Robot Astronomers

May 7, 2007 — Leave a comment

I was listening to the May edition of the Jodcast earlier and they were talking to one Carole Mundell who works at the Liverpool Telescope with Gamma Ray Bursts (GRBs).

GRBs are highly energetic, and extremely short-lived flashed of gamma rays that are seen all over the sky. They were first detected by US Military satellites as their signatures looked like nuclear tests. Obviously though, as opposed to a nuclear test, these GRBs happened in the wrong direction (skyward not groundward). Astronomers later became interested when the US Army published its data and since then these events have become the object of study.

GRB Diagram

GRBs are the most luminous events in the whole universe (so far as we know). They may well be the product of colliding neutron stars or the emmission from jets shooting out of Wolf-Rayet stars as they collapse into black holes created inside of themselves (depicted in image). Whatever they are they are interesting and the astronomy community is out to find them.

The trouble is that they are very short lived. They can last for just milliseconds or at the most a few minutes. This lead scientists and researchers to have to use the height of technology to spot them. NASA’s Swift satellite is just such an example of the kind of thing that could not have been done even a few years ago. Swift was launched in 2004 and watched the sky for the unique signature of a GRB. As soon as it finds one, messages are relayed to the ground within a few seconds and within just two or three minutes (with any luck) a robotic telescope on the Earth (such as the Liverpool Robotic telescope) is turning to look at the source. Whilst Swift can measure the GRB’s spectrum we need to observe these events in other wavelengths to really begin to understand them.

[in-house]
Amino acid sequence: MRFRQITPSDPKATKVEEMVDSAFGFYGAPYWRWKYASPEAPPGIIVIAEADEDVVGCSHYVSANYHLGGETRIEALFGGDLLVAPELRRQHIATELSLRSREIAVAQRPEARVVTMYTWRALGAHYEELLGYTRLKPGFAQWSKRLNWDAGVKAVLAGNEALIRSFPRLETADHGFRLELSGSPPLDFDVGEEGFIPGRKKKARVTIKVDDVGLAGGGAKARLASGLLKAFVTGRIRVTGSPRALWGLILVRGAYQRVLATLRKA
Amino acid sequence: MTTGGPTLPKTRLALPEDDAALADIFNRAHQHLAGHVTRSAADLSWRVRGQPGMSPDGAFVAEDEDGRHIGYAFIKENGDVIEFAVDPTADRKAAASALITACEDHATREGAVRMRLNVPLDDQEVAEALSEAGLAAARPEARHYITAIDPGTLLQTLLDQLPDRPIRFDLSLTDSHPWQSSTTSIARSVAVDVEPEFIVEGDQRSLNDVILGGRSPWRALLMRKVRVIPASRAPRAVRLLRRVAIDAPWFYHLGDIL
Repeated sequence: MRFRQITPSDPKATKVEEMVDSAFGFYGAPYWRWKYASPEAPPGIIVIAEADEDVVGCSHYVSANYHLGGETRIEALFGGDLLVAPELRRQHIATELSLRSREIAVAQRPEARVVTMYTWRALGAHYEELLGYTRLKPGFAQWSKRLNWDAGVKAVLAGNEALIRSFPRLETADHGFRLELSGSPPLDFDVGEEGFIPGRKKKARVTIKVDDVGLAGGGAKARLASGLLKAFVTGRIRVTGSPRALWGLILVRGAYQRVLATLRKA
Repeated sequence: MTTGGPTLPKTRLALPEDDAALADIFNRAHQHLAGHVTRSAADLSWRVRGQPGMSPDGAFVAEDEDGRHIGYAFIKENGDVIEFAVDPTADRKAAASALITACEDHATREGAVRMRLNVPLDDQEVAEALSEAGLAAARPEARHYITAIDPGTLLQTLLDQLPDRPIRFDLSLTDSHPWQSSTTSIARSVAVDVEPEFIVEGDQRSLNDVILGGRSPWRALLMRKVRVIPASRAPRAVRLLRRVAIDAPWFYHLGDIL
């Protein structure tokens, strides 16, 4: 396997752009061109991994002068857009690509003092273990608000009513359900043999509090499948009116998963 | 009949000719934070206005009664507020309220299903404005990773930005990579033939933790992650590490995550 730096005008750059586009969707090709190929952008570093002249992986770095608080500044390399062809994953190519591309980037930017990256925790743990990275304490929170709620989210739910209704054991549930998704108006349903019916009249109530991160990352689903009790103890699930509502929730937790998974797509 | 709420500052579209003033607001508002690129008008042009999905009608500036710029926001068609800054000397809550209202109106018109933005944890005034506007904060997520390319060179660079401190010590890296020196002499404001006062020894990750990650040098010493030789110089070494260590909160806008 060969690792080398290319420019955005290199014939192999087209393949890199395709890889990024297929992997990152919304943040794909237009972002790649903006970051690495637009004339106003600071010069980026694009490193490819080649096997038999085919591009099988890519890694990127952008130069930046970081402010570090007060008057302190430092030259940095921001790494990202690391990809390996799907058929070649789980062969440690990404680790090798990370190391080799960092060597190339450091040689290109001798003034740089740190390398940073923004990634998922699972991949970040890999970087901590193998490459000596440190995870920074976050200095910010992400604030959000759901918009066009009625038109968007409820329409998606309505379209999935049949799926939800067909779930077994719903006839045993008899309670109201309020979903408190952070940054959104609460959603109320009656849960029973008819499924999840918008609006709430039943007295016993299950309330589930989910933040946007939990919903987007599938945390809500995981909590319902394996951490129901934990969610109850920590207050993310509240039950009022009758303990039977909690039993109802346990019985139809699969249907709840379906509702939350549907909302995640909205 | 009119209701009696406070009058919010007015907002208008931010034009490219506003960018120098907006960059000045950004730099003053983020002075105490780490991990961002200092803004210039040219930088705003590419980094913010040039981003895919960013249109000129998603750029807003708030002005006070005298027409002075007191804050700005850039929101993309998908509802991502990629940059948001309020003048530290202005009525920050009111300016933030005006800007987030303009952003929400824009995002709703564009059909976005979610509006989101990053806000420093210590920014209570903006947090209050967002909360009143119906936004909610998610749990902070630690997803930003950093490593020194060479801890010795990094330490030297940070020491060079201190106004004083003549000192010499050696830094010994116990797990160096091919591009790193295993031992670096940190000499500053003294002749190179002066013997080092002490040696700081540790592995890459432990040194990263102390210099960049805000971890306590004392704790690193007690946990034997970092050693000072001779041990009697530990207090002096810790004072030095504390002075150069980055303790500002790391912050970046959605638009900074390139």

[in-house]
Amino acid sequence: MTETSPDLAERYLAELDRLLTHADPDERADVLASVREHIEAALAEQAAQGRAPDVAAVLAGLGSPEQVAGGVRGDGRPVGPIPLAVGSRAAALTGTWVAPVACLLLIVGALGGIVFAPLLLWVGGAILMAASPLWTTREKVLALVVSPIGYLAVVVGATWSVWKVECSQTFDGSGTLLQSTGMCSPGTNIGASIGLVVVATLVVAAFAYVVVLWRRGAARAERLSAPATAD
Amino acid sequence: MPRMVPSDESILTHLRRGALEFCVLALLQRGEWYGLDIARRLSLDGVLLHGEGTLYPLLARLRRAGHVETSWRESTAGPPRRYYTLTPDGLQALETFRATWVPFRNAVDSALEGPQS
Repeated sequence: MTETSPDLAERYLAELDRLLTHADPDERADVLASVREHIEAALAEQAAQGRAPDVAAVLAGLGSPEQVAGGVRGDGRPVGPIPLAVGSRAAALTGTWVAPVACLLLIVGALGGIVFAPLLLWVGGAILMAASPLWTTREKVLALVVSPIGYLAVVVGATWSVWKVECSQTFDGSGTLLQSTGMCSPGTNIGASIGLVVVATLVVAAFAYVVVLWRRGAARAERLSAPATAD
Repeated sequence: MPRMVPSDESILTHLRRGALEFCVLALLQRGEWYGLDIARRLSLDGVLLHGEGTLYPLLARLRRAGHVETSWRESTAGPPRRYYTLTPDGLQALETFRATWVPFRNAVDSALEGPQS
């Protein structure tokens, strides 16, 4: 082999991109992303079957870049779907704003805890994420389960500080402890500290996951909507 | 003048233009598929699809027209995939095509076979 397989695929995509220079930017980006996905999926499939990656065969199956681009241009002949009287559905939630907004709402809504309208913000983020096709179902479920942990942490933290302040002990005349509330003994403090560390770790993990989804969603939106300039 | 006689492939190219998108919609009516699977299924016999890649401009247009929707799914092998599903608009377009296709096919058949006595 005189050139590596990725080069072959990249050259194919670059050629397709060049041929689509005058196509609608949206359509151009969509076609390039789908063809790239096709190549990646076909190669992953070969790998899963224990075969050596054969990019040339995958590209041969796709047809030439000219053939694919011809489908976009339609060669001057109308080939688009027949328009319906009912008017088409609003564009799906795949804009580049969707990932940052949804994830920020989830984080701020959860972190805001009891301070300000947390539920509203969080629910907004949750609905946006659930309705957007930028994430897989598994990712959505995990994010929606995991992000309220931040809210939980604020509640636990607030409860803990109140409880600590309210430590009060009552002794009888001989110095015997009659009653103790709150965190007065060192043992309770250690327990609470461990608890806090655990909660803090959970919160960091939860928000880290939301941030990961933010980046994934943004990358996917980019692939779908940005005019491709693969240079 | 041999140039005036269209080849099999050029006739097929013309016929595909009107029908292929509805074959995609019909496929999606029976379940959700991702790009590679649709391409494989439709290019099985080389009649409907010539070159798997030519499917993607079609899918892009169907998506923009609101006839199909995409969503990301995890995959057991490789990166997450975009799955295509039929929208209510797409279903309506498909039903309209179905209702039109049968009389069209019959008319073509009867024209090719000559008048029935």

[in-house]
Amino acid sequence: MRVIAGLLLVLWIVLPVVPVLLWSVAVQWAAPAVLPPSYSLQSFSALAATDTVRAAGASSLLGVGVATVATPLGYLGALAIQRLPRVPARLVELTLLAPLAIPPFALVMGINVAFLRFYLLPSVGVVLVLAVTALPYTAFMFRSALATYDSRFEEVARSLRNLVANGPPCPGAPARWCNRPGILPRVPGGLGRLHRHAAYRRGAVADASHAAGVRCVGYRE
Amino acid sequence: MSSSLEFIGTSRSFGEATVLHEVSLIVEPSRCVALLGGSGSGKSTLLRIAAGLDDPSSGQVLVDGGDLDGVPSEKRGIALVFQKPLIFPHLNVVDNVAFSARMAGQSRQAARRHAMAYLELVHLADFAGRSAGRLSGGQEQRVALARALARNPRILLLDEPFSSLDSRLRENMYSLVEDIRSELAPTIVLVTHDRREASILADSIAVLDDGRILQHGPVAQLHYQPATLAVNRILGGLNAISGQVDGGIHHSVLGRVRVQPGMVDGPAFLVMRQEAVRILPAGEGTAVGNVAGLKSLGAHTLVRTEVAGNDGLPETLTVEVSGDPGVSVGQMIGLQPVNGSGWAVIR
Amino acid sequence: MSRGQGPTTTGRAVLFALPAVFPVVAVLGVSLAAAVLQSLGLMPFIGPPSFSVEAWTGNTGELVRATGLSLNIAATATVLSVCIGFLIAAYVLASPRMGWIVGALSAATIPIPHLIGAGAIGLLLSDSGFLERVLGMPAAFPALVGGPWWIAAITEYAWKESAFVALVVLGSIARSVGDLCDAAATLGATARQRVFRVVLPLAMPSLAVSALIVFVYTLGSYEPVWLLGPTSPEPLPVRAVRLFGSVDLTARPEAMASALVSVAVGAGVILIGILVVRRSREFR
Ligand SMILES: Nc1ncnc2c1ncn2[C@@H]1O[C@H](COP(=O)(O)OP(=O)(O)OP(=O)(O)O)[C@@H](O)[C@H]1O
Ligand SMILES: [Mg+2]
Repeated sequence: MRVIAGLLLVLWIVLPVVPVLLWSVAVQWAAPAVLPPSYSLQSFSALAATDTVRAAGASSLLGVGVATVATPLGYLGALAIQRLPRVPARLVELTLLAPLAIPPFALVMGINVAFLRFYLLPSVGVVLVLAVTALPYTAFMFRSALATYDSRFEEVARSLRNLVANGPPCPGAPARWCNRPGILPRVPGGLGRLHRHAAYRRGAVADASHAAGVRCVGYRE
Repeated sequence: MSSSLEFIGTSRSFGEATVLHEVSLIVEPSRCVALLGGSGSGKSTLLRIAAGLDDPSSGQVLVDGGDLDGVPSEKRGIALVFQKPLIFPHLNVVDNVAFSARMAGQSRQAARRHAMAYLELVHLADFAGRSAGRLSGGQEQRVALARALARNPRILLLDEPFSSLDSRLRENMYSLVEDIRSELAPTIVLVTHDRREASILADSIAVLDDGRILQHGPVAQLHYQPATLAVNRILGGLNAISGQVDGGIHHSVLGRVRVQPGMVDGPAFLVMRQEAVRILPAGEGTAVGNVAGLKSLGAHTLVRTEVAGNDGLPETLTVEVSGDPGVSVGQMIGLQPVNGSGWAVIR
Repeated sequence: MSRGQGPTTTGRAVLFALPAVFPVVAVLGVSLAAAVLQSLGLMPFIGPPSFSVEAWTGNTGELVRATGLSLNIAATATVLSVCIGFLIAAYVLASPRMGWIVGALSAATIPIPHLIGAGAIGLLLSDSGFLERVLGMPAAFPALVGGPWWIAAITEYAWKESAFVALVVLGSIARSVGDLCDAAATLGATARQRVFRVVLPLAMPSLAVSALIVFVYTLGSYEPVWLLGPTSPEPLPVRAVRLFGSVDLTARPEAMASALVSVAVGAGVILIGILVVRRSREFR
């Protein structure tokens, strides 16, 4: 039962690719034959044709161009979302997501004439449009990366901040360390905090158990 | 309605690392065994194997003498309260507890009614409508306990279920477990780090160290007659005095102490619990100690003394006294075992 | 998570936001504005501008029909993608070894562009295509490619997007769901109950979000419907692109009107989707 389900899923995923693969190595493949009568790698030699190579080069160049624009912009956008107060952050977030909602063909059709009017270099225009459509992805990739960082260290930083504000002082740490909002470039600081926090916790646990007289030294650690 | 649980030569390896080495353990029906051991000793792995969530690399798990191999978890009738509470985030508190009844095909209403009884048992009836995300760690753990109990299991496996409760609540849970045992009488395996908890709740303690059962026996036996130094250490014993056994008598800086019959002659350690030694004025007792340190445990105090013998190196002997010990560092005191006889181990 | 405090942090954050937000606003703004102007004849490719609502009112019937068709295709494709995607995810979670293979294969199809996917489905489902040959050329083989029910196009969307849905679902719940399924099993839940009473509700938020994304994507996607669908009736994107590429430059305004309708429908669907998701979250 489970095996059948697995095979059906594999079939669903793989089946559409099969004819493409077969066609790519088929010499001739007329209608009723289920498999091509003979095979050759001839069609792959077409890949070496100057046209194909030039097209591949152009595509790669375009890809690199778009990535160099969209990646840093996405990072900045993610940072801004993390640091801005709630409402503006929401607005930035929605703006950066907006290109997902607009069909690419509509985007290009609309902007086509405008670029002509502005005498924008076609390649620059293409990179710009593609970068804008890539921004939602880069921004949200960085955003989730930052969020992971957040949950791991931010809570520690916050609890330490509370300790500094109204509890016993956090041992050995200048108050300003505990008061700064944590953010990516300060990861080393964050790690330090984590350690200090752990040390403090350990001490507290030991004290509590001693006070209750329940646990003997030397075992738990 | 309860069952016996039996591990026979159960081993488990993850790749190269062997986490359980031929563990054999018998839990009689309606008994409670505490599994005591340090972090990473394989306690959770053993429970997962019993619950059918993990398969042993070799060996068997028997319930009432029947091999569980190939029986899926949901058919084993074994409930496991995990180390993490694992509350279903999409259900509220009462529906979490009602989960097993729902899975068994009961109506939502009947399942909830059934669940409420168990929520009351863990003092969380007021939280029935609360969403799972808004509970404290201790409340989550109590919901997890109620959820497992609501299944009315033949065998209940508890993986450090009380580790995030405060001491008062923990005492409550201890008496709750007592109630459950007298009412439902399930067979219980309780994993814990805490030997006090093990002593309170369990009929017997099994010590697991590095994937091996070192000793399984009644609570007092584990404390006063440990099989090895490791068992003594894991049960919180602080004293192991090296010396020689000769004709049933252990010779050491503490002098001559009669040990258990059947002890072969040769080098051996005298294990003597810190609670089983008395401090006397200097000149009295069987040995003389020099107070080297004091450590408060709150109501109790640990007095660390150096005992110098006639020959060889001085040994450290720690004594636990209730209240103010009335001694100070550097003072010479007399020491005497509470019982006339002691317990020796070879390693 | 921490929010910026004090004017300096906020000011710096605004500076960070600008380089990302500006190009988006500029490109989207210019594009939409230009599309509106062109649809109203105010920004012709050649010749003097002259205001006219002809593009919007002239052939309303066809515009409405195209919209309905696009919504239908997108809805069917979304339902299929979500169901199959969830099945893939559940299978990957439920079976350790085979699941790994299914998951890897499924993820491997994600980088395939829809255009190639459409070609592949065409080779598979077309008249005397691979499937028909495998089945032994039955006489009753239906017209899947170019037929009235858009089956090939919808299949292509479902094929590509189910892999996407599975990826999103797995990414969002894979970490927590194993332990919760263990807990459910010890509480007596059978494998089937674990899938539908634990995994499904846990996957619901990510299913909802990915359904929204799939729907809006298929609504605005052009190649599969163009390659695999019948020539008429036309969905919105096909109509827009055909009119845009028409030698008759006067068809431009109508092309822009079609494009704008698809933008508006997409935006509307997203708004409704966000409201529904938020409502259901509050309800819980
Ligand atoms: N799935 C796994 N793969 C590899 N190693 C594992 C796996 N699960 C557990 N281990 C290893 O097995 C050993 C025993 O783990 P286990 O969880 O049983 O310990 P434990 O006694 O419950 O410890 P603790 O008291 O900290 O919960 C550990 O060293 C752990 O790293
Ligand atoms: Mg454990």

At the same time as the telescopes begin to move around a text message is sent to a whole host of astronomers around the world, alerting them that a burst has occurred. That way if they want they can log in, over the internet, to the telescope system and watch too. I thought that was pretty cool.

You can download the May 2007 edition of The Jodcast right here.

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